Role Reversals

HAZARDS OF THE COLLEGE PARTY CULTURE

In the wake of last spring’s sex scandal involving the Duke University men’s lacrosse team, a Rolling Stone reporter named Janet Reitman went to Durham to interview current students. She returned with a revealing portrait of social life at Duke, and particularly of what it is like to be a female student at the school that ranks eighth on the latest U.S. News and World Report list of the nation’s top universities.

The women she met were hard-working superachievers. They had impressive GPAs, letters in sports, double majors, and high career ambitions. Almost to a one, they were fit, attractive, and stylish. They stood out as the very model of the independent-minded young woman of the twenty-first century. Yet in their social lives, Reitman discovered, they were abjectly dependent on winning the approval of the male students at Duke. This required going to bashes organized by men, matching them drink for drink, hooking up for sex and acting out men’s pornographic fantasies at theme parties like “Dress to Get Lei’d” and “Sex and Execs.” Moreover, these elite women couldn’t think of anything that might be wrong with this kind of behavior. To them, it was just the normal way that men and women socialized.

Though life at Duke may represent an extreme case, anyone familiar with college today is likely to recognize some of the features of Duke’s hard-partying culture. I see such features in the college town where my husband and I have lived for twenty-three years. Student parties used to occur only on Friday and Saturday nights. Now the partying begins as early as Wednesday evening and sometimes lasts through Sunday night, depending on the schedule of televised sports. Its goal has changed as well. Men and women used to attend parties to meet, talk to each other, drink a little too much beer, and pair off. Now they assemble en masse to play round after round of Beer Pong or Quarters, get as drunk as they can as fast as they can, take off their clothes, have sex, or just throw up and pass out. And women no longer act as restraining influences on men’s alcohol consumption. Competitive drinking is now an equal-opportunity sport.

The rise of the new party culture can be attributed to a number of factors-the increase in the number of students living off-campus; the alcohol industry’s targeting of college-age students; MTV’s popularization of spring-break bacchanalia; student stress; and the long-ago demise of in loco parentis. More fundamentally, though, its emergence is the result of a power shift in college social life.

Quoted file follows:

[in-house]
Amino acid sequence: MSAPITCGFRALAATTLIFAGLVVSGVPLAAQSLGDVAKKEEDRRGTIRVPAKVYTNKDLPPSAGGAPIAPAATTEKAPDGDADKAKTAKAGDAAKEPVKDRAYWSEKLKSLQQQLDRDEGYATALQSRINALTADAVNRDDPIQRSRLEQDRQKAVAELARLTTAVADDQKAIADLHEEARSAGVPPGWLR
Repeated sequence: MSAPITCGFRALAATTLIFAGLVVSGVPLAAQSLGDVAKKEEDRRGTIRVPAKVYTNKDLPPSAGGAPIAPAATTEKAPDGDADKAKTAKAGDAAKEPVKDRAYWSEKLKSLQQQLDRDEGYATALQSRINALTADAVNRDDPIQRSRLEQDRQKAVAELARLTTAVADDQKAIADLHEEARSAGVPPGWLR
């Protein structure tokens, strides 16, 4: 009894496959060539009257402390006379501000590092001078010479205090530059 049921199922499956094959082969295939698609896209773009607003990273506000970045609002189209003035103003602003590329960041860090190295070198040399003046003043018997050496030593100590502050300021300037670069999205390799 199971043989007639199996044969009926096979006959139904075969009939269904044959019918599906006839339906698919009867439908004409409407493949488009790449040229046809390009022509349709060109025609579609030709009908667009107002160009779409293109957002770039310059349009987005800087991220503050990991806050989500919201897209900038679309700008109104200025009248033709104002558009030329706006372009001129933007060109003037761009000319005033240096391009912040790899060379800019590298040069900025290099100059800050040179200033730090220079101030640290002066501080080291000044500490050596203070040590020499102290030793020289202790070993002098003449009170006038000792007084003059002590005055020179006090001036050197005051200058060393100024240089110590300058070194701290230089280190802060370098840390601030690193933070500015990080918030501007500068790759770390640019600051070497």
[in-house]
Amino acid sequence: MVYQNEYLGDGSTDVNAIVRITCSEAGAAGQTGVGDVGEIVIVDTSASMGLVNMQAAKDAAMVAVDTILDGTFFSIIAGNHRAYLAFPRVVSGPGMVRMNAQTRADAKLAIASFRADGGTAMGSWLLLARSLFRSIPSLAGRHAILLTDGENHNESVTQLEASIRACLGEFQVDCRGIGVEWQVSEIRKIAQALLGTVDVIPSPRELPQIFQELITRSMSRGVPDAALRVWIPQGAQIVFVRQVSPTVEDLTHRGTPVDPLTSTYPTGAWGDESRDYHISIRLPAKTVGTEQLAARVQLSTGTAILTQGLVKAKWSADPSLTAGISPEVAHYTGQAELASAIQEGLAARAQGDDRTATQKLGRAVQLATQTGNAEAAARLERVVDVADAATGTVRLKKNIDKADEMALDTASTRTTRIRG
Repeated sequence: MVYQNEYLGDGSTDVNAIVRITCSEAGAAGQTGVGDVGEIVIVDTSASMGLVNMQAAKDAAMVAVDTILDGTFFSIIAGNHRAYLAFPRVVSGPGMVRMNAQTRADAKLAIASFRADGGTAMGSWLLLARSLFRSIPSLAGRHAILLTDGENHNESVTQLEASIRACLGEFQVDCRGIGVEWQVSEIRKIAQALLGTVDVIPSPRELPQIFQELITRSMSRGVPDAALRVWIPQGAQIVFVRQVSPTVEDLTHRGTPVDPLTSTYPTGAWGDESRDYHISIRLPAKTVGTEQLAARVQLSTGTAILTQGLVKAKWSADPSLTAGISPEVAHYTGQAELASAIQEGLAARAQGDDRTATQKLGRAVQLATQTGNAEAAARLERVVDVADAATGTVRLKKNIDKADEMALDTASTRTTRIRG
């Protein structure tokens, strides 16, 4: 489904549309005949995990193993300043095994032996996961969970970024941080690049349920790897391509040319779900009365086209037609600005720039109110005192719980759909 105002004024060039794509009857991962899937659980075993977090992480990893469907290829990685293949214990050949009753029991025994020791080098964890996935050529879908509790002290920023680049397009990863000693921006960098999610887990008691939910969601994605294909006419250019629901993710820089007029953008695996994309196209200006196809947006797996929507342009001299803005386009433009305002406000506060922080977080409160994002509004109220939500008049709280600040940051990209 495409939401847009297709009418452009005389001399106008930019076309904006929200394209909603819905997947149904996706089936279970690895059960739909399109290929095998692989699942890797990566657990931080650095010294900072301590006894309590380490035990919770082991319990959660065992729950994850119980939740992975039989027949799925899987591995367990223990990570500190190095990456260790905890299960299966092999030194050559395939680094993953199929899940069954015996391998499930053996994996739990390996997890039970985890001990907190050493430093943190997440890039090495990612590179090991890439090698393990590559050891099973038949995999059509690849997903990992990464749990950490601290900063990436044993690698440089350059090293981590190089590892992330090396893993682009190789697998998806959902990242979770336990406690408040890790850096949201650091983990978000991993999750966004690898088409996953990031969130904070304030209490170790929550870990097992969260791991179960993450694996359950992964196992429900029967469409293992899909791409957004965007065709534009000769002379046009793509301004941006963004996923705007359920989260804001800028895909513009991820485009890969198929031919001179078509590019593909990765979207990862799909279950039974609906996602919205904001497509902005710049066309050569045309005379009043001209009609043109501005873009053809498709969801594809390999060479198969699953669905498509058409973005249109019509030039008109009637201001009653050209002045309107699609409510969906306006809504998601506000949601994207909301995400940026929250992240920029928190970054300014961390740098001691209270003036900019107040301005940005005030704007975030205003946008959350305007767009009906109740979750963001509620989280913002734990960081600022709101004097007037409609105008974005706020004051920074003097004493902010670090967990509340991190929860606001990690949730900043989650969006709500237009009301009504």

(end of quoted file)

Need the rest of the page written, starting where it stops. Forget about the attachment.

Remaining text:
As recently as the early 1960s, there was a familiar gender divide on coed college campuses. Men dominated the classroom. They outnumbered women, were taught by male professors, and enjoyed the privileges of male sponsorship in their academic pursuits and future careers. Women dominated campus social life. They set and enforced the rules for dating and parties. They organized the rites and rituals of coed socializing-including such now-arcane courtship rituals as pinning ceremonies, formal dances, and male serenades-where men were obliged to defer to women’s fantasies and desires.

There is also a gender divide on today’s campuses-but with a crucial difference. In the intervening decades, men and women have switched domains. Women now rule the classroom. With the strict enforcement of laws prohibiting gender discrimination and sexual harassment, the classroom has become more egalitarian and merit based. Women have flourished academically in this well-regulated environment. On the other hand, men increasingly set the rules for an unregulated social life. Like gimlet-eyed efficiency experts on the factory floor, they’ve streamlined the old system. They’ve eliminated the time-wasting efforts to attend to women’s wishes and gotten down to the fundamentals of adolescent male desire: playing competitive games, drinking with buddies, and having sex with lots of compliant women. They’ve also taken charge of party venues and themes: they rent off-campus party houses; stockpile massive quantities of alcohol; hire strippers; and organize female wrestling and wet T-shirt competitions.

This is not what women want but it is what they now accept. “Our undergraduate women at Duke are the best of the best,” said Donna Lisker, director of Duke’s women’s center. But they don’t make the social rules. The men do. “They throw the parties, they create the expectations, they create the standards.” In order to bend to the male norms, she further noted, these elite women “dumb it down.”

The Duke coeds don’t see their social condition as a form of servility, but they do experience it as a source of perplexity. On the one hand, they believe that their generation of women has achieved sexual equality. To them, that means that girls can get hammered and have sex with as much freedom and abandon as the guys. They’ve been taught that this represents progress from the old double standard and from the burden of female modesty. On the other hand, they don’t always feel good about themselves. Their participation in the booze-drenched party culture, they admit, is at odds with their own sense of dignity and self-worth. One Duke woman, who confessed to having sex with a popular guy in order not to lose him, said wistfully: “I have done things that are completely inconsistent with the type of person I am, and what I value.”

Published in the 2006-09-08 issue: 
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Barbara Dafoe Whitehead, author of The Divorce Culture (Knopf), directs the Center for Thrift and Generosity at the Institute for American Values.

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